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Naval Academy Engineers Turned Entrepreneurs

By Valerie Anderson

Name: Carl H. Sharperson. Jr.

Carl H. Sharperson. Jr.
Company: Sharperson’s Executive Leadership
Job Title: President & CEO
Education & University: BS in Engineering, U.S. Naval Academy

Carl Sharperson attended the Naval Academy where he received his bachelor’s degree in engineering and was commissioned as a 2nd Lt in the U.S. Marine Corps. He then received his gold wings as a Naval Aviator and traveled the world on Naval cruises.

Sharperson then decided to pursue a unique career for a naval engineer—he decided to tackle corporate America. Sharperson held several positions in Fortune 500 companies and then went on to start his own company in 2000. He says his company aims to “develop individuals and organizations to maximize their potential.”

A member of Rotary International and a board member of Anderson Interfaith Ministries, Sharperson makes it a priority to give back to society “as others have so generously given to me during my life.” He’s a founder and participant in several mentoring programs and a member of the U.S. Navy’s Person In Me program.

Name: Ronald McDonald

Ronald McDonald
Company: RMC Development, LLC
Job Title: Managing Principal
Education & University: BS in General Engineering, U.S. Naval Academy MBA, University of Maryland

Following graduation from the Naval Academy in 1984, McDonald served nine years in the Navy as a surface warfare officer and a public affairs officer. He then received the Thousand Points of Light award from President George Bush.

McDonald is part of the Speakers’ Bureau for the U.S. Navy’s Person In Me program, a founding board member of the Real Estate Executive Council, and member of the National Association of Office and Industrial Properties.

1) How long have you been at your job and what do you do there?

CS: I have been developing, influencing and leading people all of my life. Today, the focus of my firm is executive coaching, team building, strategic planning and diversity awareness. I work with leaders to help them improve their personal goals and solve their organization and human resource problems.

RM: I have been developing commercial real estate for the last 13 years. Recently, my firm was part of a partnership that purchased 46 acres across from the U.S. Naval Academy. This is a $250 million project that will be redeveloped as a waterfront hotel, retail and office complex.

2) What’s the best aspect of your job?

CS: I like watching people grow and develop, and making order out of chaos in a variety of industries.

RM: The best aspect is the ability to create something that’s going to remain in place for a significant period of time. I enjoy knowing that I can take a raw piece of land and create a series of buildings, a community neighborhood, or office park that will become a place for people to live, work and play for generations.

3) What’s more important: salary or job satisfaction?

CS: Job satisfaction, autonomy and flexibility are more important to me than salary.

RM: There’s a balance between the two—money isn’t everything, but it’s a great way of keeping score. In order to do anything well for a significant period of time, however, it’s important that you enjoy what you do. If you’re good at it what you do, that will translate into a high salary and benefits.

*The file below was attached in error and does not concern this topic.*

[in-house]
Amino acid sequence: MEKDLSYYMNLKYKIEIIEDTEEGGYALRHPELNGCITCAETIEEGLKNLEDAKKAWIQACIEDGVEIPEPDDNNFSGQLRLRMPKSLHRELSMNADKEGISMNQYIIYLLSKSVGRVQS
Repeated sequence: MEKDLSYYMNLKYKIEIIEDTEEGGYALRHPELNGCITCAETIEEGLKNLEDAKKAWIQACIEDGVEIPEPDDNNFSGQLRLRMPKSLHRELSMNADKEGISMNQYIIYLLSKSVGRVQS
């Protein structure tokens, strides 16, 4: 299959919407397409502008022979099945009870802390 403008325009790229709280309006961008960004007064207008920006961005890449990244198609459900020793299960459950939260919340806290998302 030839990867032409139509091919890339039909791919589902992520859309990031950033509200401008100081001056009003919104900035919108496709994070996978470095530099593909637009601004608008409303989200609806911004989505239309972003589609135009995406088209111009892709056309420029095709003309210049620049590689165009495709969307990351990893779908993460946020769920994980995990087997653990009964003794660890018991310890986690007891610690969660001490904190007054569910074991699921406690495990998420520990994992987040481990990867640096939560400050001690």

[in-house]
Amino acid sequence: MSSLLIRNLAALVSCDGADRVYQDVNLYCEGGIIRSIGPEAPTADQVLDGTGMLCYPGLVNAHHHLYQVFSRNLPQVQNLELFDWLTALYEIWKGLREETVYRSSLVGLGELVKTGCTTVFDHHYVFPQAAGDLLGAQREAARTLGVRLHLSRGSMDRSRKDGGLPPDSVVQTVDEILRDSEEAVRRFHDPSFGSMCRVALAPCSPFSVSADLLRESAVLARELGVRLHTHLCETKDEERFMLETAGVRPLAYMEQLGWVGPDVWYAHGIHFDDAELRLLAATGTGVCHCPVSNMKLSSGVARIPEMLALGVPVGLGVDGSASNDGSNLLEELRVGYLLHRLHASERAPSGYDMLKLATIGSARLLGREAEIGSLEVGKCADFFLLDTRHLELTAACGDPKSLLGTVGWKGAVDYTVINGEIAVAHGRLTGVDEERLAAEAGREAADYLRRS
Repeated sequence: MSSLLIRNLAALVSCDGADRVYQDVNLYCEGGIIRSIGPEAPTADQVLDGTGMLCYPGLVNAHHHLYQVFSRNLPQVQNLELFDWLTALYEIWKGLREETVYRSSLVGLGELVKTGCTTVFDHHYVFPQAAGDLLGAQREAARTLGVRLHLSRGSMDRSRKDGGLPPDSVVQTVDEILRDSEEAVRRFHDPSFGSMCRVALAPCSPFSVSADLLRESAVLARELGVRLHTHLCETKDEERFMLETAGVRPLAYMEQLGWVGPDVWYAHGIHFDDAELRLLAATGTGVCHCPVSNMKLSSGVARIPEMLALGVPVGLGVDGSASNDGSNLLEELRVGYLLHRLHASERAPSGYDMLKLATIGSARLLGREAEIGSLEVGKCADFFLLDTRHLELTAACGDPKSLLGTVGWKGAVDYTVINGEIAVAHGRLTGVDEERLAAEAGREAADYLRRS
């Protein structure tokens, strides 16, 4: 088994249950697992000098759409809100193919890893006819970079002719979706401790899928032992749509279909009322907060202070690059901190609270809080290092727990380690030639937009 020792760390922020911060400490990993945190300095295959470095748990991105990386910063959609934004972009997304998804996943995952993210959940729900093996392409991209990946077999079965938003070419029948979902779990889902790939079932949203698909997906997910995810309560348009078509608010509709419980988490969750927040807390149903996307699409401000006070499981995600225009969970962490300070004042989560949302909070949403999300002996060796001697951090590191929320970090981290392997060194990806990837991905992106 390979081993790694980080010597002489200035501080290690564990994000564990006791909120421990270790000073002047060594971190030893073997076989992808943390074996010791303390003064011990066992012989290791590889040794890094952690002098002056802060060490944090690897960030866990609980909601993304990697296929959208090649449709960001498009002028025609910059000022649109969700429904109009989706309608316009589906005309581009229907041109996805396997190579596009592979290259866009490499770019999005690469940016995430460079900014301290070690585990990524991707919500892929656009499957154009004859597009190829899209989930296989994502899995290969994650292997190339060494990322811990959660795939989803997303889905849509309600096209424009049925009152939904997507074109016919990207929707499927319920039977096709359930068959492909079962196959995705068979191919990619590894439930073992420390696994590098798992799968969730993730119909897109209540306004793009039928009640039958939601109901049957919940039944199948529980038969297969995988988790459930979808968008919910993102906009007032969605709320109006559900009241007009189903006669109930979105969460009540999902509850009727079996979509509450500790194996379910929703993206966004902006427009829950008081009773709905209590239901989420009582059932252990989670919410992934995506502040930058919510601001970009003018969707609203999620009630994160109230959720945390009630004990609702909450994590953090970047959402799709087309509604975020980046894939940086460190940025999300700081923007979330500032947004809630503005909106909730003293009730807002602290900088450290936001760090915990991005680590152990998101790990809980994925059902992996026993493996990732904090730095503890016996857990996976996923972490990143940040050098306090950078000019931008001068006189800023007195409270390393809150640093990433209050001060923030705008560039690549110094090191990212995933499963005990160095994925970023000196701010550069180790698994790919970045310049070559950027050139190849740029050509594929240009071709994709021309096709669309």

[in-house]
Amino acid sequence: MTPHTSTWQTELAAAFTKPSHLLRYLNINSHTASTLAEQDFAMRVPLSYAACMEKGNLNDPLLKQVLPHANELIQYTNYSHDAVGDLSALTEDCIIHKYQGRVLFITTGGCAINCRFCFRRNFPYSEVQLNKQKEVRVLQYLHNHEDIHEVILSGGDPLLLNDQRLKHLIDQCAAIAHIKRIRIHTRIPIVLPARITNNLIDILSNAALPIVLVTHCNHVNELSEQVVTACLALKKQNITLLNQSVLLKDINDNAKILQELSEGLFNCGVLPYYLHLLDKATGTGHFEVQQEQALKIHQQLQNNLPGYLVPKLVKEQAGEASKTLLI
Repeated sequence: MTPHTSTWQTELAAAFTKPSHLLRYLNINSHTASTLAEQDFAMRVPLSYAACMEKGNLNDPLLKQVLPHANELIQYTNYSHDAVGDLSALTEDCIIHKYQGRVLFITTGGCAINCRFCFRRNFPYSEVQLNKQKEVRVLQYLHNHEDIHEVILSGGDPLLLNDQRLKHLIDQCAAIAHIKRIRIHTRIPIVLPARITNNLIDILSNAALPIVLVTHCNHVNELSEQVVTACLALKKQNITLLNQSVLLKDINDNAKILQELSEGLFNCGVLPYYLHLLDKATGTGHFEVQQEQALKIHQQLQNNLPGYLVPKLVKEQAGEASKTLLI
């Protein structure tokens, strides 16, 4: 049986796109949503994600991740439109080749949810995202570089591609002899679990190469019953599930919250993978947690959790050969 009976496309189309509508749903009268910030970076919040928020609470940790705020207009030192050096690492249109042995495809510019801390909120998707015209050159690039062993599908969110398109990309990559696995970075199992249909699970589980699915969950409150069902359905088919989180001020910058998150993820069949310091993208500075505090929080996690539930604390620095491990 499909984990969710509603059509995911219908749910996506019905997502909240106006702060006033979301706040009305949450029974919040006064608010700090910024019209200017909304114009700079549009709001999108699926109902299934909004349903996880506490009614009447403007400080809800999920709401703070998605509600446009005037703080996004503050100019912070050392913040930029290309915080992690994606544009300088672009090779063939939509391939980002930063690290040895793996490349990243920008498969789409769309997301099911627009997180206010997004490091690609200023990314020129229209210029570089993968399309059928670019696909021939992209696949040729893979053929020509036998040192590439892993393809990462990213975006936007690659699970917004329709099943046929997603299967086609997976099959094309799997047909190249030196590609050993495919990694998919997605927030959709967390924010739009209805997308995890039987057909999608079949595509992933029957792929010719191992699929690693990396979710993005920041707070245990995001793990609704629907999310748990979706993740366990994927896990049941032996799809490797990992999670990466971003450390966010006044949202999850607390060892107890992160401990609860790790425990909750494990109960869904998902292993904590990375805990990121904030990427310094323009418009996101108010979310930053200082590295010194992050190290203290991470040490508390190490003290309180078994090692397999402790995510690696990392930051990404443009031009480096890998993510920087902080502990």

4) What’s the best career advice you’ve ever received?

CS: The key to success in anything that you do is based on solid relationships and great customer service.

RM: A long time ago I was told to always take opportunities to network and meet people, wherever you are.

5) What’s the best way a fresh-out-of-college employee can impress you during their first week on the job?

CS: By listening, learning and taking the initiative to get things done without being told.

RM: Come in early and stay late.

Find an opportunity to come to work on Saturday. That’s what I did. It’s a great way to get noticed.

6) How did you learn to work with staff outside of your department?

CS: I learned by talking to others to find out their keys to success, and then duplicated where applicable.
RM: I tried to understand as much as possible about other departments, the challenges they faced, as well as their objectives and responsibilities. It’s always important to understand the big picture and how everyone fits into it.

7) What traits do you admire in your co-workers?

CS: Honesty, integrity, good work ethic, dependability and teamwork.

RM: I admire hard work and ethics that are consistent with mine. It’s very reassuring to look to my left and my right and see people who are willing to commit as much as possible to accomplish an objective.

8) How do you relieve job frustration?

CS: Pray, take a deep breath, keep perspective and realize that this too shall pass. I then play a round of golf and enjoy Mother Nature and the fellowship of friends.

RM: I try to make sure that I have balance in my life: golf and family. It’s not healthy to be 100% consumed by work. It is healthy to forget about work problems and just go home.

9) What one thing do you know now that you wish you knew when you first started your job?

CS: Life is a marathon and not a sprint.

RM: I wish I knew how rewarding it was to be an entrepreneur—the autonomy, the satisfaction of knowing when you have been successful. It gives you the opportunity to be on the receiving end of significant rewards, and the ability to choose the people that you work with. It’s extremely satisfying.

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